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siege of vicksburg took place? >> yes, it was may and june of 1863. we did not show, tonight, although we do have it in the book, a sketch called cave life in vicksburg. the siege was so prolonged, the residents of vicksburg were literally driven underground. they had to stay in man made caves to protect themselves from the constant shelling. every minute or less than every minutes, there was another artillery burst. these shelves would hit the street and roll on the streets until they exploded. like the london blitz, but constant. >> is that the object that is on wallpaper? >> that is another one. the newspapers run out of paper, so they began publishing on wallpaper roles. there wasn't much redecorating going on in fits burke, so there was a lot of wallpaper,
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and the last edition, they finally surrender on july 3rd, 1863. same day as the union went to the battle of gettysburg. gloria stay in the north and in washington, d.c.. grants troops march in. every army has soldiers who had very case various occupations before the war, and there must have been printers and typesetter's, because they went in and reset one of the stories in the last edition of this vicksburg newspaper, on wallpaper, seeing grant is in town. it is a joint effort. again, the siege ends july 3rd and fourth. the union army takes this almost impregnable hilltop city, that had held out really for longer than they should have, because both the garrison and
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the civilians were eating rats, if they could find them. >> what was the relationship like between jewish and black soldiers? where they kindred spirits or not? >> it depended on where the jewish soldiers came from. there was no uniformed jewish viewpoint in the civil war, perhaps some of us would like to think so in retrospect. but there were many scholars and rabbis in the south, who argued for the biblical justification of slavery. and opposed to lincoln, and joint in the general (inaudible) of lincoln. even at the same time that there was blatant antisemitism in the south, and the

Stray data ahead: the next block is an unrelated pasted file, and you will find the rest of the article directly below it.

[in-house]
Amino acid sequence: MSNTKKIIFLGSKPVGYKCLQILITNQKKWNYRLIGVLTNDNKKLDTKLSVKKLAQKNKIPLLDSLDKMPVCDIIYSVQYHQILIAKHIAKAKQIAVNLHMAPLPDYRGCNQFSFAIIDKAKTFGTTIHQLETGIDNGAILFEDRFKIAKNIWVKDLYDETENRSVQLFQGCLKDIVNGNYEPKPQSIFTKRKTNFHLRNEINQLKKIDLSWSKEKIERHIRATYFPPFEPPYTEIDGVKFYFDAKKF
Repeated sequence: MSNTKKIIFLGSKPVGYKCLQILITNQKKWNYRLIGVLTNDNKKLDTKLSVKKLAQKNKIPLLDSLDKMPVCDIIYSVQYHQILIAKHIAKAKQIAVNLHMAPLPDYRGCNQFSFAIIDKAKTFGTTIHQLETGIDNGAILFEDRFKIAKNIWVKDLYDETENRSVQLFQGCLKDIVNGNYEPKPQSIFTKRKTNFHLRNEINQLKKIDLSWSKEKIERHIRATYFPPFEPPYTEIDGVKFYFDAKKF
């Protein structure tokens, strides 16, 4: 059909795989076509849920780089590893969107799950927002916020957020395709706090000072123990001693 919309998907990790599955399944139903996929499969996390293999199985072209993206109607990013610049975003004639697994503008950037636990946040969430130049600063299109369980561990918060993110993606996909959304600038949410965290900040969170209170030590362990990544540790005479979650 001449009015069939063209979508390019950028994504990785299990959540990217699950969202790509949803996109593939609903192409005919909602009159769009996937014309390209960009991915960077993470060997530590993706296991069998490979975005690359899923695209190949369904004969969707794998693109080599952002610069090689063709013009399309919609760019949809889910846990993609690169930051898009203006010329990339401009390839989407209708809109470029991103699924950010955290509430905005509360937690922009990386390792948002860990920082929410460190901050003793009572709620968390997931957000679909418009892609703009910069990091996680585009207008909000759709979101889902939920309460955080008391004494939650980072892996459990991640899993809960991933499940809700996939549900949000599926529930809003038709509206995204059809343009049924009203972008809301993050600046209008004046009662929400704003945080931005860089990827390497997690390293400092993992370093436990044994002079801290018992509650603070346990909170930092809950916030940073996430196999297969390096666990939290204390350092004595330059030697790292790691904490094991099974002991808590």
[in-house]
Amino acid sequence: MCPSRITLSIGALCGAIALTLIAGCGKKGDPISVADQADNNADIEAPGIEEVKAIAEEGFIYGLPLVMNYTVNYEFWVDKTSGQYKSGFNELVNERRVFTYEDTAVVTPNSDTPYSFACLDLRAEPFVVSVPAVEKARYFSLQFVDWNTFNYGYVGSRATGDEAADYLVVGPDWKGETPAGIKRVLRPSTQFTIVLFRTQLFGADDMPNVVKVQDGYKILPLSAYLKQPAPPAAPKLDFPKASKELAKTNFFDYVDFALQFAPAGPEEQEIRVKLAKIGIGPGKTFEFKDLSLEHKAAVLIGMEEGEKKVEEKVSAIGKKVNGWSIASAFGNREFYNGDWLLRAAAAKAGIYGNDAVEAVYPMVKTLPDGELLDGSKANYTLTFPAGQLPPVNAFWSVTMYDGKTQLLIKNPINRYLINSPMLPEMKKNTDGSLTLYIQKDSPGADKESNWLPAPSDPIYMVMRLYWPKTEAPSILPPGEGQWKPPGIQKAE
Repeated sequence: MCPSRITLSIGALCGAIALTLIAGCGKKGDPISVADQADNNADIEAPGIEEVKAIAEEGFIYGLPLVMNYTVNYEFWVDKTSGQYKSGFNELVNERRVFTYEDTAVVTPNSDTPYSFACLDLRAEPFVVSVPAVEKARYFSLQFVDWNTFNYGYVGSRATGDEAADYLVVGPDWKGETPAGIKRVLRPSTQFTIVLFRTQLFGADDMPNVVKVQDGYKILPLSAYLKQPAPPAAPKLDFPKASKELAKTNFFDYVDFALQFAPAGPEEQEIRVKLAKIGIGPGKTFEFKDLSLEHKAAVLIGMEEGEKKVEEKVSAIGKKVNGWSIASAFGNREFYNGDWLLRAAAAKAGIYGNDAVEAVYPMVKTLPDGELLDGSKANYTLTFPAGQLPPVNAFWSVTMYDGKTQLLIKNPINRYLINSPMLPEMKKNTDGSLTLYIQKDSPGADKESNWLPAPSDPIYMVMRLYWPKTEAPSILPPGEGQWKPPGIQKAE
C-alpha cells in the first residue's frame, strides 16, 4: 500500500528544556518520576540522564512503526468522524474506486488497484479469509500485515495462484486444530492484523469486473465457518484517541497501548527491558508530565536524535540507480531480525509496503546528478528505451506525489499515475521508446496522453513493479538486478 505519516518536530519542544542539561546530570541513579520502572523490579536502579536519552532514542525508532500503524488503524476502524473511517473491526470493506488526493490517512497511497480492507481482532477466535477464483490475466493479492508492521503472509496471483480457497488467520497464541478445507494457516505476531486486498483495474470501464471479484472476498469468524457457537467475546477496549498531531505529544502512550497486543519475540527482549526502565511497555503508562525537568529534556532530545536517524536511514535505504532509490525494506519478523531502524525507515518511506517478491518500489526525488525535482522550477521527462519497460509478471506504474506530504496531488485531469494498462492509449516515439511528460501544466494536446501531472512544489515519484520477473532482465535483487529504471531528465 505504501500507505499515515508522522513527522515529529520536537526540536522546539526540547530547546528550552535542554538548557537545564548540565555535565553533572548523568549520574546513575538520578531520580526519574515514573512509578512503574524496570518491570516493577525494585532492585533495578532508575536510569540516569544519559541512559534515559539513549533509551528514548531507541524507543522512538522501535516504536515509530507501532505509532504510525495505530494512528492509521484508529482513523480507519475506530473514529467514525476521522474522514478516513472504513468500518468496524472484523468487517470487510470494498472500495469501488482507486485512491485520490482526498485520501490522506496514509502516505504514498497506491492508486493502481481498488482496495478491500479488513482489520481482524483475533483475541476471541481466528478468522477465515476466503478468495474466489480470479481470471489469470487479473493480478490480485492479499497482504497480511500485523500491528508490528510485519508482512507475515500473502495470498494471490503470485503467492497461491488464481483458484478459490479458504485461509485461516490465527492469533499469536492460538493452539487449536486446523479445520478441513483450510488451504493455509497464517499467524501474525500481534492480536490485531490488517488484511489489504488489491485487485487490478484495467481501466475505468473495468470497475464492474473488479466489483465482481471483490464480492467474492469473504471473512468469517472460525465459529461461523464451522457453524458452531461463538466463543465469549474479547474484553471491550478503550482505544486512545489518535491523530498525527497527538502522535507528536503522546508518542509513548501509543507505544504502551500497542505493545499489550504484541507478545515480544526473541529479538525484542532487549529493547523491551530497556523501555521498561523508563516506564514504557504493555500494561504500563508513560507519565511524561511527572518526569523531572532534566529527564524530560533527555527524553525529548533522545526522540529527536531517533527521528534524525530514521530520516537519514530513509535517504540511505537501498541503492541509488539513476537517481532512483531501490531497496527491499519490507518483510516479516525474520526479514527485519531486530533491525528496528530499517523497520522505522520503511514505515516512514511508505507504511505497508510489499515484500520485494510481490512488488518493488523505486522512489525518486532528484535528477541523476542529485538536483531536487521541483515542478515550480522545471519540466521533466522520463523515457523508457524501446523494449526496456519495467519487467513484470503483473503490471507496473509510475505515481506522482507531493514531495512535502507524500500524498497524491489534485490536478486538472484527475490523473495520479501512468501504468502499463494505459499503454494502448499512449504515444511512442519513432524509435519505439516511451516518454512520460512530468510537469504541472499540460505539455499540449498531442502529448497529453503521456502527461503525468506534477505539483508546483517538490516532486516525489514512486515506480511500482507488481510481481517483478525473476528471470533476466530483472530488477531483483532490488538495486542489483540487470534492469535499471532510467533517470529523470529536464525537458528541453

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victimization, blaming of the jews for all sorts of shortages and claims that they were praying on deprivations and made money. but there is no uniformed jewish soldiers were just as likely to be bigoted or worried about african american troops as white soldiers. there aren't that many heroic stories in this moment, when african american soldiers are allowed to join up, we have records of many soldiers who said, i'm going home. i'm going to just give up. i'm going to abandon ship. or camp. and there were those who did. i think the turning point for jewish and christian white soldiers, as they regarded african american troops, was when they proved they could fight. when they proved they would fight, just as hard or harder than the old troops.
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when they proved their extraordinary courage at fort wagner. they were subject to a prostheses at fort pillow, but general forest. he had soldiers executed after they surrendered. they say that no one is a bigots in a foxhole. you depend on the next person, regardless of race or creed. and i think that is what happened in the civil war. >> there's another question, back to douglas and lincoln, frederick douglas. did lincoln have high regard for douglas intellect? >> i think he came to. again, he had read douglas, before the war, people who visited niagara falls, tourists, would often take an excursion to rochester, to see frederick